Have you seen Mumbai’s castle? Step into the past, take a look | Hindustan Times
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Have you seen Mumbai’s castle? Step into the past, take a look

For the 55 lucky registrees, it was a rare opportunity to walk through Lion’s Gate, into one of Mumbai’s most highly secured areas

mumbai Updated: Feb 05, 2018 08:24 IST
Prakruti Maniar
Members of the Good Bay walking tour held on Sunday, as part of the Hindustan Times Kala Ghoda Arts Festival’s heritage walks section presented by Bajaj Electricals.
Members of the Good Bay walking tour held on Sunday, as part of the Hindustan Times Kala Ghoda Arts Festival’s heritage walks section presented by Bajaj Electricals.(HT Photo)

Did you know that the Bombay Castle — a warehouse, administrative centre and church set up before the seven islands of the city were even connected — is still standing? Or that the original fort after which the Fort area was named enclosed the dockyard that grew up around it?

These were some of the historical details revealed during the Good Bay walking tour held on Sunday, as part of the Hindustan Times Kala Ghoda Arts Festival’s heritage walks section presented by Bajaj Electricals.

For the 55 lucky registrees, it was a rare opportunity to walk through Lion’s Gate, into one of the city’s most highly secured areas. “This walk was really exciting,” said Ebrahim FM, 54, an interior designer from Fort.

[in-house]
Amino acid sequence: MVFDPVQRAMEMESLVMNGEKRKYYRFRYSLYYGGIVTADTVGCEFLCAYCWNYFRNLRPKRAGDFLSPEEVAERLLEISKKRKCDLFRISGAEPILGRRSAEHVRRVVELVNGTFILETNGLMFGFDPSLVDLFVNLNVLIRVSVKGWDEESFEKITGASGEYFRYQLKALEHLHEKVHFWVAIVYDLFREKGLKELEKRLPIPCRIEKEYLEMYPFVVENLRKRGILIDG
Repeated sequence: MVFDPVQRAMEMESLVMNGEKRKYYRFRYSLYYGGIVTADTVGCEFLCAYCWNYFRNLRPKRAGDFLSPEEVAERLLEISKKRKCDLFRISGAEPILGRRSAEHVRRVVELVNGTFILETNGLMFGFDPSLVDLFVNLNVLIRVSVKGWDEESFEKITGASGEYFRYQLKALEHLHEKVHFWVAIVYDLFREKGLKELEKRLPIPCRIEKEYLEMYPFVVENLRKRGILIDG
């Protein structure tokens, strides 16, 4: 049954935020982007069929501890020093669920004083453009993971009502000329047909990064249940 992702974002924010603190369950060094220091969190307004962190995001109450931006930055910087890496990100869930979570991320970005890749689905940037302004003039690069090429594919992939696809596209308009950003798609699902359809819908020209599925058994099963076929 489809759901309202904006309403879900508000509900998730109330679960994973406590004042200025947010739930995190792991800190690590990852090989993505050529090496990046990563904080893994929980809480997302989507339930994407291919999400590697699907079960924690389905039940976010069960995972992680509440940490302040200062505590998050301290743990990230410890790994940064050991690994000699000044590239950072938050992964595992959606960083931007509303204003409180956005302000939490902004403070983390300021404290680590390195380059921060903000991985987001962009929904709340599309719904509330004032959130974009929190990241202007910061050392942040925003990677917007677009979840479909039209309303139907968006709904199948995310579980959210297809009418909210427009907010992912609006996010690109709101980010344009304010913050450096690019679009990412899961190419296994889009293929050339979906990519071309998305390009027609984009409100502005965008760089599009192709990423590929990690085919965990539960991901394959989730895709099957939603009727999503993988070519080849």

As Kruti Garg conducted the walk through the Naval Dockyard — India’s oldest dry dock — the group was led by commodore Shirish Dube and commander Santosh Kumar through some of the earliest and oldest surviving structures of the island city.

“This is virtually where the city of Bombay was established,” Dube said.

The buildings’ styles ranged from simple wooden twin-roofs erected by the Portuguese to grey basalt-rock constructions from the 1800s. Some structures, such as the Bombay Castle, have been painstakingly restored over the years.

There were restored fire-fighting wagons, with mounted water hoses; metal plaques honouring Lowjee Nusserwanjee Wadia, the first ship-builder, and his descendants. The roots of the Wadia family of Bombay Dyeing fame can be traced back to him.

The details and old structures caused considerable excitement among the group of walkers.

“I love learning about the history of the city and Kala Ghoda never fails to disappoint,” said Ankur Jain, 36, an IT executive from Powai.

The dockyard, architecturally, reads very differently from the Victorian Gothic identity that Bombay would eventually get, Garg said. “I am thankful to the officers who allowed us access to Asia’s oldest dockyard,” she added.

“I am always most intrigued by areas where access is restricted, so I am very pleased that we could make the dockyard visit happen. It’s required a lot of study on my part, but it was fun,” said Dube, with a laugh.